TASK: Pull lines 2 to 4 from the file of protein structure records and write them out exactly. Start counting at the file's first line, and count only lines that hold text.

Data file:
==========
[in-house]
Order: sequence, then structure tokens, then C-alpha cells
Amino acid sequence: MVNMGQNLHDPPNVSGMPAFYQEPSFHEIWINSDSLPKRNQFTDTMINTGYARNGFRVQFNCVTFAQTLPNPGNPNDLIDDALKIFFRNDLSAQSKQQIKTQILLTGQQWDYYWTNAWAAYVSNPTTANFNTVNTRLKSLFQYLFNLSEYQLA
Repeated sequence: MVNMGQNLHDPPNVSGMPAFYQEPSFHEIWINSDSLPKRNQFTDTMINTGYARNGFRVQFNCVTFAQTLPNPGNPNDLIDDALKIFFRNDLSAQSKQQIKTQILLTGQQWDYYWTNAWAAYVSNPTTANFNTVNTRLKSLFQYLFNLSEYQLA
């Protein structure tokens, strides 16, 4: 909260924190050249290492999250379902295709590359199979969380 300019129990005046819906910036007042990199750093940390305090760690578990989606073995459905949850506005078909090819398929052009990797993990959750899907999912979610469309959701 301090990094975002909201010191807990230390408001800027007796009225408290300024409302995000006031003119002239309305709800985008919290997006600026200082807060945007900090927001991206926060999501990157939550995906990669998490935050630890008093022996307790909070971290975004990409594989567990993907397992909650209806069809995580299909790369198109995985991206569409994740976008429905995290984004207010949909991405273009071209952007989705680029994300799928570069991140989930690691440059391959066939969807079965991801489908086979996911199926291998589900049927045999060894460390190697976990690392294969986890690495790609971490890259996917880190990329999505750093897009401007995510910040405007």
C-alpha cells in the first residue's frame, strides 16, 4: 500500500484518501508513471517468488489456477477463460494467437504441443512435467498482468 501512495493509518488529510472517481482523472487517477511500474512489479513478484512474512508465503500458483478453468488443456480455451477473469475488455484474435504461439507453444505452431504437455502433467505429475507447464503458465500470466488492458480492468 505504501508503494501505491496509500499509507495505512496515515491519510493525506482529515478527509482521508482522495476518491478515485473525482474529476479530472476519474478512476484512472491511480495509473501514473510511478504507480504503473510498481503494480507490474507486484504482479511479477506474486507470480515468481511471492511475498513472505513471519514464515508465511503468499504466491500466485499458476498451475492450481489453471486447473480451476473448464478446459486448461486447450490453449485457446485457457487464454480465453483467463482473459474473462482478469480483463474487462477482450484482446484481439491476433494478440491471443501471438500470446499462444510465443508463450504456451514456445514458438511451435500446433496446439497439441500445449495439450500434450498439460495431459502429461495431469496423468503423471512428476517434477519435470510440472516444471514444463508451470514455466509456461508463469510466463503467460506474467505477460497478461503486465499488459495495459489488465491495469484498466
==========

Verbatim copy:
Order: sequence, then structure tokens, then C-alpha cells
Amino acid sequence: MVNMGQNLHDPPNVSGMPAFYQEPSFHEIWINSDSLPKRNQFTDTMINTGYARNGFRVQFNCVTFAQTLPNPGNPNDLIDDALKIFFRNDLSAQSKQQIKTQILLTGQQWDYYWTNAWAAYVSNPTTANFNTVNTRLKSLFQYLFNLSEYQLA
Repeated sequence: MVNMGQNLHDPPNVSGMPAFYQEPSFHEIWINSDSLPKRNQFTDTMINTGYARNGFRVQFNCVTFAQTLPNPGNPNDLIDDALKIFFRNDLSAQSKQQIKTQILLTGQQWDYYWTNAWAAYVSNPTTANFNTVNTRLKSLFQYLFNLSEYQLA